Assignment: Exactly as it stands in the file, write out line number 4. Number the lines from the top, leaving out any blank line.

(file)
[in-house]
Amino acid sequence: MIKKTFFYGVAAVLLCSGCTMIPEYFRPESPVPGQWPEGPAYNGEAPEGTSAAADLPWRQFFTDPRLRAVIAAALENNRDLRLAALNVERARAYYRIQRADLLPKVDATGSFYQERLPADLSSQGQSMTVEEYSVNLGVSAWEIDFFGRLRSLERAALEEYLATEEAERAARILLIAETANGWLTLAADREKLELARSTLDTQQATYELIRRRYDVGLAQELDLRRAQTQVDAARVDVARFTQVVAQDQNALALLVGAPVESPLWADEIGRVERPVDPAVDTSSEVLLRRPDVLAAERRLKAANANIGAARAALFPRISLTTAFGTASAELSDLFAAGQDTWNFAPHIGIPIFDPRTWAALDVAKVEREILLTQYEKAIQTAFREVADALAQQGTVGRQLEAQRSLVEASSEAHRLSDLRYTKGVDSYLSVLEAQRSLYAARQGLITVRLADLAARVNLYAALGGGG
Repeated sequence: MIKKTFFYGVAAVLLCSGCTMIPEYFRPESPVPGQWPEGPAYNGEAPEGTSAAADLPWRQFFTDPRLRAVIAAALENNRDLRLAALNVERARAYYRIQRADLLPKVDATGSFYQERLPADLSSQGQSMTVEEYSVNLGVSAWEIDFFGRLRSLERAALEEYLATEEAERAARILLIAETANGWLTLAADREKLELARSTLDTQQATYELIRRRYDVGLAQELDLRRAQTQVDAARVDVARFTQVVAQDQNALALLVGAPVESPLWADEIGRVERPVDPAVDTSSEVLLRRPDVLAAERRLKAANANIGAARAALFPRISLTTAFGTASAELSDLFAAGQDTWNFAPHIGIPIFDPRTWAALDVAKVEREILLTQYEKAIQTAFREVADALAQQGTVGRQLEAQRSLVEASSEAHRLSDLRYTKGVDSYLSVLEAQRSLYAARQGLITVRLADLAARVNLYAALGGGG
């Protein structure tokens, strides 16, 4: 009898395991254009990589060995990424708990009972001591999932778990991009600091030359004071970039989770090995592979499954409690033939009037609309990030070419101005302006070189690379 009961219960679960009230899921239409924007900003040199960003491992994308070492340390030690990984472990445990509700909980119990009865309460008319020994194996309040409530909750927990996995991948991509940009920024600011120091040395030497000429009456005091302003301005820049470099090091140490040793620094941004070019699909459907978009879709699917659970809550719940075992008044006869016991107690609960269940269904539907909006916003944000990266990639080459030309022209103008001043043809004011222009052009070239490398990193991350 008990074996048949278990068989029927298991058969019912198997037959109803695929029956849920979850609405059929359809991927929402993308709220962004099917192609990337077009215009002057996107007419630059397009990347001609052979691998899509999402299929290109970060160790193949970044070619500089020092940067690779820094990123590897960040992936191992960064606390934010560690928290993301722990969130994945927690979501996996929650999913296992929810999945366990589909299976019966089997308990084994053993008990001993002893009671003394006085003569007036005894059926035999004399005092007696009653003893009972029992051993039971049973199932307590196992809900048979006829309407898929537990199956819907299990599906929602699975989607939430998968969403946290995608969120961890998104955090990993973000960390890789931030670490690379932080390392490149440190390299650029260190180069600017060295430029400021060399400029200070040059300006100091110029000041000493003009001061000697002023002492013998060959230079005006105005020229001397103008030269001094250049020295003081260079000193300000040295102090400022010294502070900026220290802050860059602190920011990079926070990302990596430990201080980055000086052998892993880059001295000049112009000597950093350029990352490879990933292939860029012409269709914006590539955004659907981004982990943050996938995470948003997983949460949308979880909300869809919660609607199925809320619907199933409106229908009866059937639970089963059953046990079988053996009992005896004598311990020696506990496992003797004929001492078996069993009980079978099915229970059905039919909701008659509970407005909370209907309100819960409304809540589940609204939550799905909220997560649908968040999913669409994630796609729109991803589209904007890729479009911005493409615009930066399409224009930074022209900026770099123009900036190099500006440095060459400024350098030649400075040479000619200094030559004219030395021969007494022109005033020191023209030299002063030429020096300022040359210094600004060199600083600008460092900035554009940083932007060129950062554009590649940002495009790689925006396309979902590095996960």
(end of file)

């Protein structure tokens, strides 16, 4: 009898395991254009990589060995990424708990009972001591999932778990991009600091030359004071970039989770090995592979499954409690033939009037609309990030070419101005302006070189690379 009961219960679960009230899921239409924007900003040199960003491992994308070492340390030690990984472990445990509700909980119990009865309460008319020994194996309040409530909750927990996995991948991509940009920024600011120091040395030497000429009456005091302003301005820049470099090091140490040793620094941004070019699909459907978009879709699917659970809550719940075992008044006869016991107690609960269940269904539907909006916003944000990266990639080459030309022209103008001043043809004011222009052009070239490398990193991350 008990074996048949278990068989029927298991058969019912198997037959109803695929029956849920979850609405059929359809991927929402993308709220962004099917192609990337077009215009002057996107007419630059397009990347001609052979691998899509999402299929290109970060160790193949970044070619500089020092940067690779820094990123590897960040992936191992960064606390934010560690928290993301722990969130994945927690979501996996929650999913296992929810999945366990589909299976019966089997308990084994053993008990001993002893009671003394006085003569007036005894059926035999004399005092007696009653003893009972029992051993039971049973199932307590196992809900048979006829309407898929537990199956819907299990599906929602699975989607939430998968969403946290995608969120961890998104955090990993973000960390890789931030670490690379932080390392490149440190390299650029260190180069600017060295430029400021060399400029200070040059300006100091110029000041000493003009001061000697002023002492013998060959230079005006105005020229001397103008030269001094250049020295003081260079000193300000040295102090400022010294502070900026220290802050860059602190920011990079926070990302990596430990201080980055000086052998892993880059001295000049112009000597950093350029990352490879990933292939860029012409269709914006590539955004659907981004982990943050996938995470948003997983949460949308979880909300869809919660609607199925809320619907199933409106229908009866059937639970089963059953046990079988053996009992005896004598311990020696506990496992003797004929001492078996069993009980079978099915229970059905039919909701008659509970407005909370209907309100819960409304809540589940609204939550799905909220997560649908968040999913669409994630796609729109991803589209904007890729479009911005493409615009930066399409224009930074022209900026770099123009900036190099500006440095060459400024350098030649400075040479000619200094030559004219030395021969007494022109005033020191023209030299002063030429020096300022040359210094600004060199600083600008460092900035554009940083932007060129950062554009590649940002495009790689925006396309979902590095996960």